Toys, trinkets and clothes are nice gifts, but for the most part, a majority of gifts we receive only last a season. But experiences will stick around forever. Part of the experience at Christmas is the gift giving – buying, making, wrapping, and waking up early to watch people open them. But consider giving other experiences this Christmas.
I suggest you invest half of your budget per person on an experience. If you typically spend $100 on a person, spend $50 on a tangible gift or two and then invest $50 in an experience. These experiences don’t have to be during the Christmas, but can be.
I remember reading a story one time about a 1960’s family who finally saved $1500 to put in a second bathroom in their home – which was desperately needed with nine children. During a family meeting it was decided they would, instead, take the camping trip out west they had talked about for years but never did. The family loved the experience and came home to begin saving again for the much needed bathroom. But the next year, they took another trip. They did so every year after that. I read the story as it was being told by one of the now grown up kids who concluded by saying “we never did build on the extra bathroom, but our family was stronger, more connected and lives were better because we had those camping trip experiences together.”
What experiences can you give to your kids this year? Save some money back to be intentional about spending it on experiences more than things. Here are ten ideas to get you started:
1. The Experience of Giving
Make giving an experience. Shock a waitress with a crazy tip that the whole family is in on and experiences together. Pay for someone’s tab at a restaurant. Give at the Salvation Army Red Kettles – save some money back so your young children can do that every time they walk by. Give at church on Christmas Eve. Shop together for a meal you are buying to give to the local food pantry for this season. Help serve together at a homeless shelter or other ministry this Christmas. Giving is an experience.
2. The Experience of Dining Out
Plan a night to go out to dinner as a family. Invite some other family if you would like to. Either pick a place you love or a place you’ve never been. Don’t squeeze it in, make it the event.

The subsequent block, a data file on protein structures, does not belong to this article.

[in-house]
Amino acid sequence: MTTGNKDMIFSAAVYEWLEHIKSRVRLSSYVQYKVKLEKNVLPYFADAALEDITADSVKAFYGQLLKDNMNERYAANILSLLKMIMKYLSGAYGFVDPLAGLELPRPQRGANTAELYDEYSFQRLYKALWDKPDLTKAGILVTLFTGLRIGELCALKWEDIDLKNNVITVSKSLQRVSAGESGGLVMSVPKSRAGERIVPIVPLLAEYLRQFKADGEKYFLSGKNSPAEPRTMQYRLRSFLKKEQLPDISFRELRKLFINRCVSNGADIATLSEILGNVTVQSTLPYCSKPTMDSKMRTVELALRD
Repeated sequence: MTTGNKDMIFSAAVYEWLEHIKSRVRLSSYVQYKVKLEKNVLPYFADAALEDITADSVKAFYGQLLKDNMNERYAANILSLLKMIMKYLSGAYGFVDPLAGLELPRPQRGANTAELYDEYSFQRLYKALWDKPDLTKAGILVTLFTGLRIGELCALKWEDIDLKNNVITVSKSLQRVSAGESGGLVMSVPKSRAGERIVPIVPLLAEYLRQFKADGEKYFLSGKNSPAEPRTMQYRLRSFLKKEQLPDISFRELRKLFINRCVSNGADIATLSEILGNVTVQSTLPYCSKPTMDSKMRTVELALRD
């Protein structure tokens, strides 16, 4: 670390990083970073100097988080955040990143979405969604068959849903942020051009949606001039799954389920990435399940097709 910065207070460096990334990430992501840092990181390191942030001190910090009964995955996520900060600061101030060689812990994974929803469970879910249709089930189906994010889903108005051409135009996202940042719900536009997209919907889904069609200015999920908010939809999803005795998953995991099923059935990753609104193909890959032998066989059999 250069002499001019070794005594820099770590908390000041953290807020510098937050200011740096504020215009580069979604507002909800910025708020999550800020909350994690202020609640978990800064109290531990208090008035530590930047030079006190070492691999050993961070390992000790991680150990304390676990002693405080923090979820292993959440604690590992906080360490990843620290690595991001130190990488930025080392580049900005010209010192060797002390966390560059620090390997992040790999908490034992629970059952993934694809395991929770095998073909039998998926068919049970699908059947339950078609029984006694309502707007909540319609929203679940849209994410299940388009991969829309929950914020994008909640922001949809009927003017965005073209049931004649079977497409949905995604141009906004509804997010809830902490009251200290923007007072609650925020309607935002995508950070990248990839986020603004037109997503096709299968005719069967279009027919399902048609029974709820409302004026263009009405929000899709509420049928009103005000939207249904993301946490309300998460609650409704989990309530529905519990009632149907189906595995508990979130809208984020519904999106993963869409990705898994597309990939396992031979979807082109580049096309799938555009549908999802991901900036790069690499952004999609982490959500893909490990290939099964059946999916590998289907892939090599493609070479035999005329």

3. The Experience of Activity
Cooking classes, museums, or golfing, are just three of the millions of things you could do together. Buy a gift experience to go do something around your community that you typically wouldn’t do. Go to the nearest city and experience an attraction that you wouldn’t normally take time to visit. See a sporting event or watch a concert. Set up a family bowling night or play lazer tag.
4. The Experience of a Weekend Trip
One year my mom and dad took my daughters to a motel about eight miles from our house for a gift. They swam, played, goofed off and came home the next day. That was a great experience. One time over the course of three days, we drove to Des Moine, IA, visited my great aunt, had tons of fun, made homemade applesauce, did wood working, and went to Living History Farms. It was an experience filled 72 hours. Every year, we try to take a camping trip – at least for one night. That’s always filled with memories.
5. The Experience of a Big Trip
Plan a big trip. Not every big trip has to be expensive. Make a plan to go somewhere you’ve never been. Visit a state you’ve never been too. Travel to a country you’ve never visited. Go camping for a week. This past year, we took a family ministry trip down to the Gulf of Mexico. On the way, we took time to sing at three different churches. It was an incredible nine days.
6. The Experience of a Date Night
Give a gift certificate to each of your kids for a date night in January. If you don’t plan to intentionally spend time with your kids, you miss it. Give a gift certificate of a date night to your husband or wife. These can be simple handmade cards or letters given at Christmas. Then plan a time to go out.
7. The Experience of Home Projects
Give the gift of doing a home project together. This can range from small to large. Paint a bathroom. Make something. Build something. Work on something together. One childhood memory was a time my dad built some shelves for our house and we helped him a little. We still have the shelves and the memory of making them.
8. The Experience of Music and Art
I remember one year I was paid to give five guitar lessons to someone as a gift. I thought that was a great idea. Take some music lessons together. Attend a concert. Make a pottery project. Make homemade cards for family members.
9. The Experience of a Photo Shoot
Set up a photo shoot for your family. This is a great way to provide a fun experience for your family and for others who receive the pictures as a gift. Taking pictures always provides some sort of story for years to come.
10. The Experience of Hobbies
Help young children see the benefit of being interested in hobbies. Spur on collections, buy books or subscriptions to magazines or maybe buy a small starter kit for something. This past fall, we visited one of the world’s largest model train exhibits. I remember once buying a small spy kit on the way home from a trip to Washington DC. Since that time, my daughters have from time to time played spies. That little kit was a catalyst to several hours of experience.
What are you some of your Christmas experience gift stories?
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